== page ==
Homeland Security Watch

News and analysis of critical issues in homeland security

July 30, 2014

White House Innovation for Disaster Response and Recovery Demo Day

Filed under: Technology for HLS — by Arnold Bogis on July 30, 2014

Yesterday the White House hosted the Innovation for Disaster Response and Recovery Initiative Demo Day.  What exactly? Elaine Pittman from Emergency Management magazine explains:

Emergency managers converged with the tech community in Washington, D.C., to discuss tools that can create more resilient communities and also positively impact disaster preparedness, response and recovery. The White House Innovation for Disaster Response and Recovery Initiative Demo Day on July 29 showcased new innovations in both government and the private sector that aim to aid the survivors of large-scale emergencies.

The key goal is to “find the most efficient and effective ways to empower survivors to help themselves,” said U.S. Chief Technology Officer Todd Park, adding that there have been many technological advancements since Hurricane Sandy in 2012.

Ms. Pittman provides a list of companies and government agencies that announced their work during the event.

CITY72 TOOLKIT — San Francisco launched an open source tool based off its emergency preparedness portal, SF72 portal. The City72 Toolkit helps emergency managers create their own site, while benefiting from lessons learned by San Francisco. Kristin Hogan Schildwachter, external affairs specialist for the city’s Department of Emergency Management, said current messaging focuses on pushing people to extremes and doesn’t build on current tools that the public is already using to communicate. The customizable Web platform is also in use in Johnson County, Kan., and branded as JoCo72.

AIRBNB — The sharing economy platform used to locate a place to stay now has memorandums of understanding in place with Portland, Ore., and San Francisco to work with the cities before, during and after an emergency. Airbnb’s director of public policy and civic partnerships, Molly Turner, outlined the four parts of the partnership:

  1. to identify hosts who will house emergency workers and survivors;
  2. to provide preparedness materials to hosts;
  3. to provide emergency alerts to hosts and their guests about hazards; and
  4. to provide community response training to hosts, helping them to become community leaders.

POWER OUTAGE DATA — Going forward, a number of electric companies will publish their power outage and restoration data in a standard format so that tools like Google Crisis Map can make the information easily accessible to the public. During Hurricane Sandy, this information wasn’t openly available, leading Google to post links to the different utilities’ sites but not being able to incorporate it into its information, according to Nigel Snoad of the company’s Crisis Response and Civic Innovation arm. He also said another addition is that Google will include crowdsourcing capabilities in the Crisis Map.

LANTERN LIVE — Inspired by lessons learned from Sandy where situational awareness was lacking, particularly around the status of fuel and which gas stations were open, the U.S. Department of Energy is preparing to beta test Lantern Live, a new mobile app. Its features will include: the status of gas stations; the ability to report a power outage and downed power lines with geolocated information; and emergency preparedness tips.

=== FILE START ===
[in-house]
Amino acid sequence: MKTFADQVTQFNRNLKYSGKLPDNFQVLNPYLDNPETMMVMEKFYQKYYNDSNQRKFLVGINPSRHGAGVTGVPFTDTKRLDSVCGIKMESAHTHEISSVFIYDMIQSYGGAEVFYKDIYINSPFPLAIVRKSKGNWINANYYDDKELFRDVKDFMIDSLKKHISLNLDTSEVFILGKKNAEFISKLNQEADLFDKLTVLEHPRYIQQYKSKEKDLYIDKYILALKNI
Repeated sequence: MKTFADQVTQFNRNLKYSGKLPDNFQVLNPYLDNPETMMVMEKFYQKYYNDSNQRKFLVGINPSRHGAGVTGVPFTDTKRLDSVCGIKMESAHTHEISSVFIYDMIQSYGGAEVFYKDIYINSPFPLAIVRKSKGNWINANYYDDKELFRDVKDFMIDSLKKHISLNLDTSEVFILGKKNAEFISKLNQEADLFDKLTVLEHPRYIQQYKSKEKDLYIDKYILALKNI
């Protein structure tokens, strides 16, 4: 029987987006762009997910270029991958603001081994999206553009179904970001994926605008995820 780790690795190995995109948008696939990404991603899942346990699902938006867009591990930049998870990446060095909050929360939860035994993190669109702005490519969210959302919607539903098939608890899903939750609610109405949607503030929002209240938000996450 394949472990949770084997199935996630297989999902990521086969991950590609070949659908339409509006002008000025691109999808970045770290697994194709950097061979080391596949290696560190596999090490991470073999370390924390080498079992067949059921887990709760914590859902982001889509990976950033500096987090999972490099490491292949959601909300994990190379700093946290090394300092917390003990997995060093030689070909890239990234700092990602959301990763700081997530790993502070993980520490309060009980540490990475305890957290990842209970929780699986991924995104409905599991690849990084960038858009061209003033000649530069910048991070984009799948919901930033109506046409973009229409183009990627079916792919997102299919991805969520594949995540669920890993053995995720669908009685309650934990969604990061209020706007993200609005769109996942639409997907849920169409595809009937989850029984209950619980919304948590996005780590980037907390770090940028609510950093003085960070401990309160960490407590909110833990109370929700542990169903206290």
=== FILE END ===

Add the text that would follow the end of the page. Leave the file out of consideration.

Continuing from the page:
DISASTER ASSISTANCE AND ASSESSMENT DASHBOARD — Appallicious launched a new disaster dashboard that aims to make rebounding after devastation more manageable. Get an in-depth look at the Disaster Assessment and Assistance Dashboard.

GEOQ — The National Geospatial-Intelligence Agency announced its crowdsourcing tool, GeoQ, which allows users to upload geo-tagged photos of an area impacted by an emergency. Raymond Bauer, the agency’s technology lead, said the tool is available for anyone to participate or work with the code via open source.

NOW TRENDING ON TWITTER — Helping emergency managers and public health officials, a new website, nowtrending.hhs.gov, searches Twitter data for health and natural disaster topics and analyzes that data. Karen DeSalvo, national coordinator for health IT, said the tool scours social media and looks for topics that could turn into public health emergencies.

DISASTER DATA — Coming soon, the new site disaster.data.gov aims to become a resource for preparedness and can also be used during and after an emergency. More than 100 tools from the public and private sectors have been submitted for inclusion on the site, and it will also host disaster-related data sets.

I don’t believe this is the entire event, but here is a video that the White House posted on YouTube:

UPDATE: Never mind about that video.  I watched earlier this evening, but apparently the White House has taken it off of YouTube and their own website.  And while the event itself was webcast live, apparently it is too sensitive to let a recording remain on the internet.  Obviously, as it dealt with homeland security issues, it was determined to be FOUO…

UPDATE 2: Obviously, my biting sarcastic comments shamed the Administration to re-post video of the event…or, just perhaps, they experienced some technical difficulties earlier (cough, Obamacare website, cough…) and they have now fixed things and are sharing the presentations from the day. They are rather interesting and worth your time to watch.

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Comment by William R. Cumming

July 31, 2014 @ 7:12 am

On balance does technology enhance RESILIENCE or undermine it?

Is the WH the nation’s EOC? If not should it be?

Comment by William R. Cumming

July 31, 2014 @ 7:13 am

Is the WH the nation’s JIC? If not should it be?

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